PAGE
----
Congratulations! You’ve started your business and things are going well. After discussions with a licensed trademark attorney, you recognize the necessity of obtaining a federally registered trademark to protect your brand name, logo, trade dress, etc. and begin the application process. However, simply filing the application does not guarantee registration. The United States Patent and Trademark Office (USPTO) routinely issues “Office Actions” in response to an applicant’s proposed mark noting some technical/procedural fault or a more substantive one. Depending on the scope of the Office Action’s reason for refusal, you may have the option to simply amend your application rather than argue to overcome a full rejection.
Take for example the good or service to which you designated your design, logo, trade dress, etc. in the application. The USPTO may initially reject your application for a mark due to, what the examining attorney determines to be, an overly broad designation. In response the applicant may simply amend the description of the cited goods or services, clarifying the scope of protection sought. Though minor, this is an issue that could be the line between a valid, registered mark and a failed application. However, this minor issue must be addressed quickly and sufficiently. Address all the issues set out in the Office Action and make sure your response is submitted within the six-month window or else your application will be considered abandoned.
A more substantial issue raised in an initial Office Action would be, for example, a refusal based on a likelihood of confusion between your proposed mark and an already registered mark. An examining attorney may note a likelihood of confusion between your proposed mark and another for a variety of reasons, including the similarity of the marks and the relatedness of the goods. Similarity of the marks is analyzed by comparing overlap in phonetic sound, appearance, meaning (e.g., the same word in multiple languages), and commercial impression (e.g., two logos with similar design characteristics leave consumers with a similar feeling about the source and mark when encountered in the market). Upon a proper balance of all the relevant factors, any one of these can be sufficient to result in refusal on the ground of likelihood of confusion. In response to the Office Action, you may be able to overcome the initial refusal by leveraging other factors, such as: highlighting the distinctions between your goods and services in comparison to the earlier marks; narrowing the field of use; or, receiving an agreement from the registered owner of the earlier mark.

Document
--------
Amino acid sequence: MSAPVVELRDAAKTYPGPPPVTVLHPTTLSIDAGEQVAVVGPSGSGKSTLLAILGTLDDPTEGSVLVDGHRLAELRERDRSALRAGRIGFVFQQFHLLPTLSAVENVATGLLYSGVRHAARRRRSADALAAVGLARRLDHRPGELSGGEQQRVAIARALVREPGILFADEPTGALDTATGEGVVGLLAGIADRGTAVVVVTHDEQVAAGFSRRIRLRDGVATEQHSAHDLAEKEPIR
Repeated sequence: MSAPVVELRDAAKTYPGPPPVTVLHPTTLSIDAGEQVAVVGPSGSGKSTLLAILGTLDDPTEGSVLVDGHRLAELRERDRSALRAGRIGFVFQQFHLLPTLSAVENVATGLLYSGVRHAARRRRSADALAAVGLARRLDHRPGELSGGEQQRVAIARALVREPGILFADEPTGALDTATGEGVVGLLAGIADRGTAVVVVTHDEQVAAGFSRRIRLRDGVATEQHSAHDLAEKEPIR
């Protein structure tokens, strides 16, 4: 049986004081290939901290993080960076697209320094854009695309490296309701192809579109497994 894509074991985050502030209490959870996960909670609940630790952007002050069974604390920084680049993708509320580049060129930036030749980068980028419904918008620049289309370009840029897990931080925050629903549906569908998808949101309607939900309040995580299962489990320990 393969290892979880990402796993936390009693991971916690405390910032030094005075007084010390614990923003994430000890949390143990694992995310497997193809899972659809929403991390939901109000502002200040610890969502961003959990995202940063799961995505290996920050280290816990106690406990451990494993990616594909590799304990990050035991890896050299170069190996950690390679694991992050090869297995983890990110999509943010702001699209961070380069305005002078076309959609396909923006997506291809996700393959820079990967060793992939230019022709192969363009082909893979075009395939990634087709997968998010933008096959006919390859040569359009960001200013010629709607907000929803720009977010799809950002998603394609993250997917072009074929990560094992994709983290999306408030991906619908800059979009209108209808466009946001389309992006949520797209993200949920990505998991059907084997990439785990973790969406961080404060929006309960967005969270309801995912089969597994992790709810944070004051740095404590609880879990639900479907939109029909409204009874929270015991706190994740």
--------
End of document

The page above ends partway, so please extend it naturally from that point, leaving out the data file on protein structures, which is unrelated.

If those options are insufficient and the USPTO issues a Final Office Action rejecting your mark, you may either take further action to appeal the decision or may need to reconsider the mark’s design itself. Your actions could include either or both a Request for Consideration by the examining attorney, or an appeal to the Trademark Trial and Appeal Board (TTAB). A TTAB appeal, much like the other forms of response stated herein, does not necessarily mean that the USPTO will reverse its earlier decisions. Know that these appeals can take time and may be costly. Discuss the matter with a licensed trademark attorney to determine their opinion on the issue. A costly appeal may not be worth it for a new brand or company if it would be less time, labor, and expense to design a new mark, begin anew, and secure successful registration.